within the context of the COUNTRY-CODE.  For example, the shortcut
      name of China Telecommunications Corporation is TEL, the shortcut
      name of China United Network Communications is UNI, the shortcut
      name of China Mobile is MOB, etc.

   All fields are in network byte order ("big-endian", per [RFC1700],
   Data Notation).

   The aim to use short names in the fields is to limit the data size of
   EIL, decrease the DDoS risk.

   The null value 0x20 signifies that the field is unknown.  If all
   fields in EIL are set to null value, it means that client doesn't
   want to use EIL.



Pan & Fu                Expires January 18, 2018                [Page 7]


Internet-Draft         ISP Location in DNS Queries             July 2017


   Authoritative Nameservers can send EIL response with the * value 0x2A
   in AREA-CODE field or ISP field (not COUNTRY-CODE field), which
   signifies that the field is wildcard match.  For example, < CN, *,
   TEL > indicates "all area in China, Telecom ISP".

   Example code is in Github at: https://github.com/abbypan/dns_test_eil
   .

6.  Protocol Description

6.1.  Originating the Option

   The EIL can be initialized by Public Recursive Resolver, ISP
   Recursive Resolver, or Local Forwarding Resolver.

   Examples are given in Appendix B.

6.1.1.  P-Model: Public Recursive Resolver

   Public Recursive Resolvers are not close to many users because the
   service providers couldn't deploy servers in every country and every
   ISP's network, which will affect the response accuracy of
   Authoritative Nameservers.  To encounter this problem, ECS shifts the
   client subnet information to Authoritative Nameserver, but rises user
   privacy concerns.

   Therefore, to keep balance between precise and privacy, when a Public
   Recursive Resolver receives a DNS query, it can guess isp location of
   client's IP and generate the EIL OPT data, then send EIL query to the
   Authoritative Nameserver.  This will move the "guess location of
   client's IP" work from Authoritative Nameserver back to Public
   Recursive Resolver, lighten the burden of Authoritative Nameserver,
   but increase DDoS risk on Public Recursive Resolver.

   In order to improve the user's privacy, if a Recursive Resolver
   receives a DNS query with ECS, it can guess the isp location of
   SOURCE-PREFIX from the ECS OPT data, and make a new DNS query with
   EIL, then send the query to Authoritative Nameserver which supports
   EIL.

   P-model is the most recommended and close to the ECS.

6.1.2.  I-Model: ISP Recursive Resolver

   ISP Recursive Resolver only serves its customers, each of whom has a
   static isp location.  ISP Recursive Resolver can add EIL transparent
   to end user, and then Authoritative Nameserver doesn't need to "guess
   location of client's IP".



Pan & Fu                Expires January 18, 2018                [Page 8]


Internet-Draft         ISP Location in DNS Queries             July 2017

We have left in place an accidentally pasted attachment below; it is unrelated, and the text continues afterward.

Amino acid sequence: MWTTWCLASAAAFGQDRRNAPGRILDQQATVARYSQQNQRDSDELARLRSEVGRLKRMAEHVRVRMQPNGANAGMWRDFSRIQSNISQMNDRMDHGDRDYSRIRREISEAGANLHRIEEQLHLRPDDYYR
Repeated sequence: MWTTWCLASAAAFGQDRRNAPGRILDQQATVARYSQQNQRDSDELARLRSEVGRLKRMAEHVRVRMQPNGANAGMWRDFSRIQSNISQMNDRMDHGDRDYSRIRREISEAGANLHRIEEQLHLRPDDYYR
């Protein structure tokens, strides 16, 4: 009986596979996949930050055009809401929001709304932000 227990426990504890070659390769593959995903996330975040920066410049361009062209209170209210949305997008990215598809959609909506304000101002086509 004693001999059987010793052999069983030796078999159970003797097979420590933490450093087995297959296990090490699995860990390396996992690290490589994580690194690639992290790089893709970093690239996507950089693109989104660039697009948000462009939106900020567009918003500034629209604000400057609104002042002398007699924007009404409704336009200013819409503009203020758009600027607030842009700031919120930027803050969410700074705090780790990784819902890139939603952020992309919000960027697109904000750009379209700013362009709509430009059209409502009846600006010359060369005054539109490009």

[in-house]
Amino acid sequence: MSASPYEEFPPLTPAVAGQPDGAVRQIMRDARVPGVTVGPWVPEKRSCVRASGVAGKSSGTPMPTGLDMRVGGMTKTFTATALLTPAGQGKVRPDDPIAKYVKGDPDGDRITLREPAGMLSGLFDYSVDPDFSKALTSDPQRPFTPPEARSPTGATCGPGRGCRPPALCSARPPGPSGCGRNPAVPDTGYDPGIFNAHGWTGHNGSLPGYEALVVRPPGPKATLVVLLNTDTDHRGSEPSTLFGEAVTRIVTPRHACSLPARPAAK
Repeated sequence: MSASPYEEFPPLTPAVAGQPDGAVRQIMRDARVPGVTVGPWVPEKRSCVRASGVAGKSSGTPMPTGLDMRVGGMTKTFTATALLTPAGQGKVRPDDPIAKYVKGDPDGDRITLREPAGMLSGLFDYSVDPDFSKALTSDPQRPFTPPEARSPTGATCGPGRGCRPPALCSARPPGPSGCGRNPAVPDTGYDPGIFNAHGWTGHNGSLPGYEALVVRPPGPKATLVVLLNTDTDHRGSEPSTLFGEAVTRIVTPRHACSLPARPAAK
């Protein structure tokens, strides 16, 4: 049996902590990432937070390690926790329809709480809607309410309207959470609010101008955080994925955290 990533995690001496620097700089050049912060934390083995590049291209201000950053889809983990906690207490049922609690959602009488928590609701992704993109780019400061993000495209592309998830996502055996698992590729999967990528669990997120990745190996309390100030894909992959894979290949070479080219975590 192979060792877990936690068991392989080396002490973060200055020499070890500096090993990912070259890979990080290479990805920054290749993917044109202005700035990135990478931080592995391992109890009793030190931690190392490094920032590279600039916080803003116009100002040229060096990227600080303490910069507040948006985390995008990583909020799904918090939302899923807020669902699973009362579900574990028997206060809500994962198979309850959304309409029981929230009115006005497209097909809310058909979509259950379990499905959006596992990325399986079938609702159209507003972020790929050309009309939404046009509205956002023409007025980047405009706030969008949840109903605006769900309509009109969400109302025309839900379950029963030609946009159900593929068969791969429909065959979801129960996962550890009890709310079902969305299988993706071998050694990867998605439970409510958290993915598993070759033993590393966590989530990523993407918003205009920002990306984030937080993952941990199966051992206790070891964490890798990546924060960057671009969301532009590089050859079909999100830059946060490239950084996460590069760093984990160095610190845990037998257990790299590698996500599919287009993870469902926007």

EIL will be benefit if the Authoritative Nameserver could not find
   the approximate isp location of ISP Recursive Resolver, which is
   crucial to DNS response accuracy in ECS.

6.1.3.  L-Model: Local Forwarding Resolver

   Local Forwarding Resolver is usually on the first-hop router, such as
   public Wi-Fi hotspot routers and Cisco/Linksys/Netgear/TP-LINK home
   routers.

   When a Local Forwarding Resolver that implements EIL receives a DNS
   query from an end user, it surely can know about the isp location of
   client's IP, and generate the EIL OPT data, then send the EIL query
   to the intermediate Recursive Resolver.  Intermediate Recursive
   Resolver sends the EIL query to the Authoritative Nameserver.

   In this scenario, both Public Recursive Resolver and Authoritative
   Nameserver don't need to "guess location of client's IP", because the
   Local Forwarding Resolver supplies the isp location precisely.  That
   is, EIL can reduce dependence on the IP geolocation database quality,
   which is crucial to DNS response accuracy in ECS.

   If a Local Forwarding Resolver had sent a query with EIL, and
   receives a REFUSE response, it MUST regenerate a query with no EIL.

6.2.  Generating a Response

6.2.1.  Whitelist

   EIL contains a whitelist for COUNTRY-CODE, AREA-CODE and ISP, which
   can be discussed and maintained by the DNSOP working group.
   Authoritative Nameservers that supporting EIL must only response the
   EIL queries matched the whitelist.  Recursive Resolver that
   supporting EIL must only cache the EIL responses matched the
   whitelist.

6.2.2.  Authoritative Nameserver

   Using the isp location specified in the EIL option of DNS query, an
   Authoritative Nameserver can generate a tailored response.

   Authoritative Nameservers that have not implemented or enabled
   support for the EIL ought to safely ignore it within incoming
   queries, response the query as a normal case without EDNS0 option.
   Such a server MUST NOT include an EIL option within replies to
   indicate lack of support for it.





Pan & Fu                Expires January 18, 2018                [Page 9]


Internet-Draft         ISP Location in DNS Queries             July 2017


   An Authoritative Nameserver that has implemented this protocol and
   receives an EIL option MUST include an EIL option in its response to
   indicate that it SHOULD be cached accordingly.

   An Authoritative Nameserver will return a more appropriate tailored
   response for the query with an EIL option containing more precisely
   AREA-CODE.